In addition to the iOS 8.3 beta released earlier today, a new report from 9to5Mac indicates that Apple has also begun development on iOS 8.4 in parallel. Codenamed “Copper,” iOS 8.4 is expected to be released sometime after the Apple Watch debuts, and sources indicate that support for Apple’s upcoming streaming music service may also be incorporated into this release.
In an unusual move, Apple has released a new beta of iOS 8.3 to registered developers, alongside the fifth beta of iOS 8.2 seeded last week. This latest beta features a build number of 12F5027d, and includes extremely sparse release notes noting some minor issues with CarPlay and WatchKit. The parallel release of this newer iOS beta suggests that iOS 8.2 has likely reached a freeze point and will be released soon, while Apple wants to allow developers to get an early start on working with the new iOS 8.3 development environment as soon as possible. Notably, this latest version is also accompanied by an Xcode 6.3 beta that incorporates version 1.2 of the new Swift development language, noting “a number of noteworthy changes to the language” as well as a migrator for moving existing code to Swift 1.2 and “enhancements that ease interoperability between Swift and Objective-C code.”
Apple’s next major iOS update will be primarily focused on delivering stability, optimization, and performance improvements, according to a new report from 9to5Mac. While most major iOS updates have released at least a few landmark features, the rapid development pace has reportedly taken a toll on the operating system’s overall performance as engineering teams have been more focused on delivering new features than polishing existing ones. With iOS 9, Apple is apparently going to focus primarily on delivering under-the-hood improvements; fixing bugs and improving stability and performance, while also striving to keep the size of the OS manageable to accommodate users with lower-capacity devices.
The report speculates that it’s possible Apple may even limit iOS 9 support to newer 64-bit devices, essentially discontinuing support for the iPhone 5c, iPod touch, and first-generation iPad mini. This approach would be similar to the one Apple took with OS X Snow Leopard a few years ago, but it’s expected that Apple may still debut some new iOS features, such as Transit and Indoor mapping modes for its Maps app. However, features like these would be more dependent on back-end services than forming key new iOS components.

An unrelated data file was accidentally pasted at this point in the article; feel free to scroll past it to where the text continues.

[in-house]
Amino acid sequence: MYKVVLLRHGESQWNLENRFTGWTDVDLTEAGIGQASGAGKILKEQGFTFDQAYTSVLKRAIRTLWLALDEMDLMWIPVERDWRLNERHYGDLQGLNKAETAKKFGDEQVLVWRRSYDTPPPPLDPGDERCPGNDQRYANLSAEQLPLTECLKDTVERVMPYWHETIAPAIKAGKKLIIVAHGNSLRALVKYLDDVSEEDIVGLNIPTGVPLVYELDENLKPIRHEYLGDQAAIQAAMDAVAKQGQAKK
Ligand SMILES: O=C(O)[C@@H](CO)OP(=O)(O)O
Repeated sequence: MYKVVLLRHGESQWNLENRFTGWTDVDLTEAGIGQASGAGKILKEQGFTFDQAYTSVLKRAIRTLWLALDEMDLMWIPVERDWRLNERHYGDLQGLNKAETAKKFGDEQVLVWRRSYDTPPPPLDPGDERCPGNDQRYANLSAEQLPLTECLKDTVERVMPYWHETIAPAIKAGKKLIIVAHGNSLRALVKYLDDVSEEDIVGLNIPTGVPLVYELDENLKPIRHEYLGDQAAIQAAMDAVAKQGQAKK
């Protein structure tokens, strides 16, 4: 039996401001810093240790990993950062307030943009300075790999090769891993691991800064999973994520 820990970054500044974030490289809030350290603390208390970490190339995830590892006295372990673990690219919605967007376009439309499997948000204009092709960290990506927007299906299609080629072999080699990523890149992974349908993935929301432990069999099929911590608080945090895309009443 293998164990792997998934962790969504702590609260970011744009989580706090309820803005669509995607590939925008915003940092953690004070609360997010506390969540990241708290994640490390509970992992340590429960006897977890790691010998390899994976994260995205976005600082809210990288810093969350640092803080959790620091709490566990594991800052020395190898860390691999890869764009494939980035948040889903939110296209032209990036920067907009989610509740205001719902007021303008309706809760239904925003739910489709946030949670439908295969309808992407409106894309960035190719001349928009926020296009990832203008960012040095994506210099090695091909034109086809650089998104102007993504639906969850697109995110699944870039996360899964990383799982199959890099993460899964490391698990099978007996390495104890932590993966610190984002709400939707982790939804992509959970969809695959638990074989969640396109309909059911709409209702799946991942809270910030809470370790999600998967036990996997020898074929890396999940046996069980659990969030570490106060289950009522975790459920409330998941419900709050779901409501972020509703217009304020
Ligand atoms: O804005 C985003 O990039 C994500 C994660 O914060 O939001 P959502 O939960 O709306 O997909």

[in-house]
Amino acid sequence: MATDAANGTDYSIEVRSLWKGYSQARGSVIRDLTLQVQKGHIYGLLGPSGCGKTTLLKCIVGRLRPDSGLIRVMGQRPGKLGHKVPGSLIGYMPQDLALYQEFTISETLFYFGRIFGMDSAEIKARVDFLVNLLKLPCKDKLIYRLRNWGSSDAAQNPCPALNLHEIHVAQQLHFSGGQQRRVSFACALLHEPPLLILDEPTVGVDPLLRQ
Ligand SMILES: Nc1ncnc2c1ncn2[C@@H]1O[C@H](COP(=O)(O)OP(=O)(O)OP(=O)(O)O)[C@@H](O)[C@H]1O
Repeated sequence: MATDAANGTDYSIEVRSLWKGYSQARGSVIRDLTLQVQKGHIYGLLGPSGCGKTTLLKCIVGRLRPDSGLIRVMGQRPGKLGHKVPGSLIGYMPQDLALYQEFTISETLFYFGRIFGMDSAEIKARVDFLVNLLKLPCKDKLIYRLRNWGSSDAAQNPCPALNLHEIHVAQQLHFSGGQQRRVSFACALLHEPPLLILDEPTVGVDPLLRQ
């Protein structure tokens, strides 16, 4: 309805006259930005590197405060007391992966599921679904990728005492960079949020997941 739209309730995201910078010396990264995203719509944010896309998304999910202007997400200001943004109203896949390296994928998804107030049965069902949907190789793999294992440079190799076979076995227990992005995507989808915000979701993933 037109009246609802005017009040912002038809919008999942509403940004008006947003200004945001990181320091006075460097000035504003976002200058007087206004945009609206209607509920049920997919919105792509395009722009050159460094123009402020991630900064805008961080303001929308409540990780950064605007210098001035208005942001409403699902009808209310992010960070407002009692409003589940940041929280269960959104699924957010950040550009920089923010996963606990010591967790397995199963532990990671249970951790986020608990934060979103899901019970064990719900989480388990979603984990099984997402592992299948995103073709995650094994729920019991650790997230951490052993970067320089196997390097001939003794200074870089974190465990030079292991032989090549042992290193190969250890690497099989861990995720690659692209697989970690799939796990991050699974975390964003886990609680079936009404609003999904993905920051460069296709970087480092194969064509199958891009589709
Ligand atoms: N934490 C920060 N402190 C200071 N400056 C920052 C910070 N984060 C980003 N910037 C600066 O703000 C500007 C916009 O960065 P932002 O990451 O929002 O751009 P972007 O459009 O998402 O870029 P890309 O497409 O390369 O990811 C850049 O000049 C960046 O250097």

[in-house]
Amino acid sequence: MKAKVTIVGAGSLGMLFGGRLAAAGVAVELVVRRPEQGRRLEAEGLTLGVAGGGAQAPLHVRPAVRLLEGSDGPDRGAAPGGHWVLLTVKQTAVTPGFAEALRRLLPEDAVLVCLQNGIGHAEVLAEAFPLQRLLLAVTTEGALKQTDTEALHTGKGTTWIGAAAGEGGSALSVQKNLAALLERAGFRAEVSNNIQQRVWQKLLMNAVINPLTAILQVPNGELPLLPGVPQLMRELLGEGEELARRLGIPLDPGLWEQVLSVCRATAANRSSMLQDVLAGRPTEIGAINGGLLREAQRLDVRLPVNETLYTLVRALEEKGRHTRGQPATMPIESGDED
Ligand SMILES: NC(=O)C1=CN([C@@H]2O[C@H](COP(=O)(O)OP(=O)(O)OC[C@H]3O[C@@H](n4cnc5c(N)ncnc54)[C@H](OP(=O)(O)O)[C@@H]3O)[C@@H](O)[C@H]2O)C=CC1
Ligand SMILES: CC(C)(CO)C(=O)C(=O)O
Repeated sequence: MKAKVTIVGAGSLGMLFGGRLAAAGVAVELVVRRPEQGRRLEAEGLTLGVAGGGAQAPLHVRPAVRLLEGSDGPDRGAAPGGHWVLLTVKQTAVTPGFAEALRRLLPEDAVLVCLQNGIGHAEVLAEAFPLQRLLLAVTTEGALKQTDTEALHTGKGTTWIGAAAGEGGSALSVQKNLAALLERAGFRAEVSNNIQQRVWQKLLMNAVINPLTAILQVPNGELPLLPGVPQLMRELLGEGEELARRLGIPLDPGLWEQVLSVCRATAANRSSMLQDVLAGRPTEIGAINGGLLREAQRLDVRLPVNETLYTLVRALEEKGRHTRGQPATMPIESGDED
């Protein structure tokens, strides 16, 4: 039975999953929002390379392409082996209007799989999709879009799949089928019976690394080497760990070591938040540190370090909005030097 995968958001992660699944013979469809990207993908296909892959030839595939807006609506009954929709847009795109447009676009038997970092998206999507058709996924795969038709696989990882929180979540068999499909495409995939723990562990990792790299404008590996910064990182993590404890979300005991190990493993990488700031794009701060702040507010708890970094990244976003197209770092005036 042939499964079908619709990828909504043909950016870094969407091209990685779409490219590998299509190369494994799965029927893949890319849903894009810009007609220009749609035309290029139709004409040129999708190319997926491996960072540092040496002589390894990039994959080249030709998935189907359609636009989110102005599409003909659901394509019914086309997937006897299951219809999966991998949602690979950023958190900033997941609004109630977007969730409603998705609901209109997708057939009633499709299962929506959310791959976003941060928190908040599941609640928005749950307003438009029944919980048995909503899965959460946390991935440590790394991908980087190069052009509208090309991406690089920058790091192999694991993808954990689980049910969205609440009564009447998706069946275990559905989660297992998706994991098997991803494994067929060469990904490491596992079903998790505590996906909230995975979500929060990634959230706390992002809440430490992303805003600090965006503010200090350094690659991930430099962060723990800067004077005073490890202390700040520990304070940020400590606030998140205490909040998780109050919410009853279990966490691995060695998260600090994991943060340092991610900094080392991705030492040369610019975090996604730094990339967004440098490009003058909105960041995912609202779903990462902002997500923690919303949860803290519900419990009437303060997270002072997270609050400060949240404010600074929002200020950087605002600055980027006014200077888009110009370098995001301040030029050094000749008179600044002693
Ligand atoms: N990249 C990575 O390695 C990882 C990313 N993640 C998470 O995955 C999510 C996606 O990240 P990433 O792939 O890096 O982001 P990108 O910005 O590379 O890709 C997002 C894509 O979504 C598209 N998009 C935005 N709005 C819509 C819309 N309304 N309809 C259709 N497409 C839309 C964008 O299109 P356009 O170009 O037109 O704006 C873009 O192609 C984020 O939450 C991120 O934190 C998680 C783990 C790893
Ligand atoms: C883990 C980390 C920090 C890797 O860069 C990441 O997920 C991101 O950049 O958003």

According to Apple’s developer website, approximately 72 percent of devices are now running iOS 8 as of February 2, 2015. While this number is up dramatically from estimates made in late September, it’s still lower than the 80 percent adoption rate of iOS 7 reported around this time last year. These latest statistics report that the majority of the remaining devices are still running iOS 7, and approximately 3 percent of iOS devices operate on some prior version. As not all devices are upgradeable to the latest iOS versions, this also includes users who may be unable to upgrade without purchasing a newer device. It’s also worth noting that these numbers are intended for developers and only include devices that actively connect to the App Store, suggesting that they may not be generalizable to the entire iOS user base.
Apple has released the fifth beta of iOS 8.2 to registered developers, featuring a build number of 12D5480a. As with other recent betas, this latest one appears to be primarily focused on continuing to refine the development environment for preparing apps for the upcoming debut of the Apple Watch. This latest beta is also accompanied by a beta version of updated software for the third-generation Apple TV.
Apple has officially released iOS 8.1.3 to the public, another relatively minor maintenance release that notes bug fixes, increased stability and performance improvements. The update also addresses problems some users have had signing into Messages and FaceTime, issues with Spotlight sometimes not displaying app results, and multitasking gesture fix for iPad users. The amount of free storage space required to perform an update has also been reduced, and new configuration options have been added for education standardized testing. iOS 8.1.3 is available as an over-the-air update or by updating via iTunes on a Mac or PC.
Apple has released the fourth beta of iOS 8.2 to registered developers. The latest release appears to add direct support for pairing an Apple Watch via Bluetooth, with a note in the standard Bluetooth settings directing users to use the “Apple Watch app” to do so. The note appears to link to the App Store, suggesting that an Apple Watch app could be available as a separate download that users will need to install, rather than being bundled with the future iOS 8.2 update.